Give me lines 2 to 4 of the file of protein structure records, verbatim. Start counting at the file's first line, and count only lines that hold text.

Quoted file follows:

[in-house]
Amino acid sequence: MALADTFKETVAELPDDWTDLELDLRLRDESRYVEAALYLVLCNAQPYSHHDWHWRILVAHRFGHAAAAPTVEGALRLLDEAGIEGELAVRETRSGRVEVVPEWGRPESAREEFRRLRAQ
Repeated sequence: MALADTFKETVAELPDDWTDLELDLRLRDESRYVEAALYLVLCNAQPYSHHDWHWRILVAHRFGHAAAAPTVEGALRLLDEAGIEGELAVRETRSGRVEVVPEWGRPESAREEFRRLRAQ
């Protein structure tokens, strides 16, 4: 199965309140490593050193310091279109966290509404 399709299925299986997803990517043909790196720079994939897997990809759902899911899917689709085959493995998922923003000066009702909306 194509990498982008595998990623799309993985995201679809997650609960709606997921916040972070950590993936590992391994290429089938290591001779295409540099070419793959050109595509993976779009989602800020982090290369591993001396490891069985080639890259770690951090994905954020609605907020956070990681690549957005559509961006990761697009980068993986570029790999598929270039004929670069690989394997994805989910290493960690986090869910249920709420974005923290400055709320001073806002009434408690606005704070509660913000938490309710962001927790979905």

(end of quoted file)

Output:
Amino acid sequence: MALADTFKETVAELPDDWTDLELDLRLRDESRYVEAALYLVLCNAQPYSHHDWHWRILVAHRFGHAAAAPTVEGALRLLDEAGIEGELAVRETRSGRVEVVPEWGRPESAREEFRRLRAQ
Repeated sequence: MALADTFKETVAELPDDWTDLELDLRLRDESRYVEAALYLVLCNAQPYSHHDWHWRILVAHRFGHAAAAPTVEGALRLLDEAGIEGELAVRETRSGRVEVVPEWGRPESAREEFRRLRAQ
């Protein structure tokens, strides 16, 4: 199965309140490593050193310091279109966290509404 399709299925299986997803990517043909790196720079994939897997990809759902899911899917689709085959493995998922923003000066009702909306 194509990498982008595998990623799309993985995201679809997650609960709606997921916040972070950590993936590992391994290429089938290591001779295409540099070419793959050109595509993976779009989602800020982090290369591993001396490891069985080639890259770690951090994905954020609605907020956070990681690549957005559509961006990761697009980068993986570029790999598929270039004929670069690989394997994805989910290493960690986090869910249920709420974005923290400055709320001073806002009434408690606005704070509660913000938490309710962001927790979905």